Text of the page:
I do not want to spend too much time explaining the exceedingly thoughtful, deep, compelling, and wise insights from the late and greatly esteemed thinker and Jewish leader, Jonathan Sacks. Published in 2015, this was, still, seemingly done in the awful years after 9-11, with the wars in Iraq and Afghanistan and ISIS. Many of us in the West learned about suicide bombers and fatwas and jihad. Of course, Christians have their own ugly history of crusades and religious wars and disgusting inquisitions. It seems that from time past to now, God is used to motivate religious violence.
What does an astute scholar and Jewish leader say about all this? This book is nothing short of brilliant — and he warns that ISIS-like extremist attacks will be more prevalent as years march on. I highly recommend it for serious readers, those wanting an eloquent study of this complicated topic.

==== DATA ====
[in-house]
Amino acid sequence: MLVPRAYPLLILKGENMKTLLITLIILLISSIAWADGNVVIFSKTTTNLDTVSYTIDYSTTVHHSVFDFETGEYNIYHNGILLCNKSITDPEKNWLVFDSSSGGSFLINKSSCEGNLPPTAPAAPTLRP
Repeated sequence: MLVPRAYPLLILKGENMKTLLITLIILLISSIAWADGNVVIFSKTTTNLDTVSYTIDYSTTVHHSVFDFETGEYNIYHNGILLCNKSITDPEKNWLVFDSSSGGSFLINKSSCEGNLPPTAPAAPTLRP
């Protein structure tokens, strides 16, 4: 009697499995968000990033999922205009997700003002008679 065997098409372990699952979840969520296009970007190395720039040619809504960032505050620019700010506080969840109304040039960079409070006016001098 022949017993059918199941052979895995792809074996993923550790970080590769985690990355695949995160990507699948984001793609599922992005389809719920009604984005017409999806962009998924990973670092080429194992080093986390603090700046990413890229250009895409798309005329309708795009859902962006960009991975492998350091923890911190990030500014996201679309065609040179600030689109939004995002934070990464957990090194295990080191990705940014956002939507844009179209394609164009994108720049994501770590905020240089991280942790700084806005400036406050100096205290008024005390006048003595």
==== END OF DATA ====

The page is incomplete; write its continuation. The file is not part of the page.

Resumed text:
The rave reviews go on and on. Here are two:
Sacks’s sobering yet soul-stirring new book . . . [offers] an ingenious rereading of Genesis. . . . His brilliance as a theologian radiates. — Irshad Manji, The New York Times Book Review
Sacks’s analysis reflects an erudite mind fully engaged with philosophy, politics, and social studies of the most rigorous kind. It is when he turns his attention and all these resources to a theological engagement with the connection between religious faith and violence that he makes his greatest contribution . . . I cannot think of a more important new book for people of faith to read and study together . . . Jonathan Sacks is an enlightening presence for the whole world, and his message resonates today more powerfully than ever. — Michael Jinkins, President, Louisville Presbyterian Theological Seminary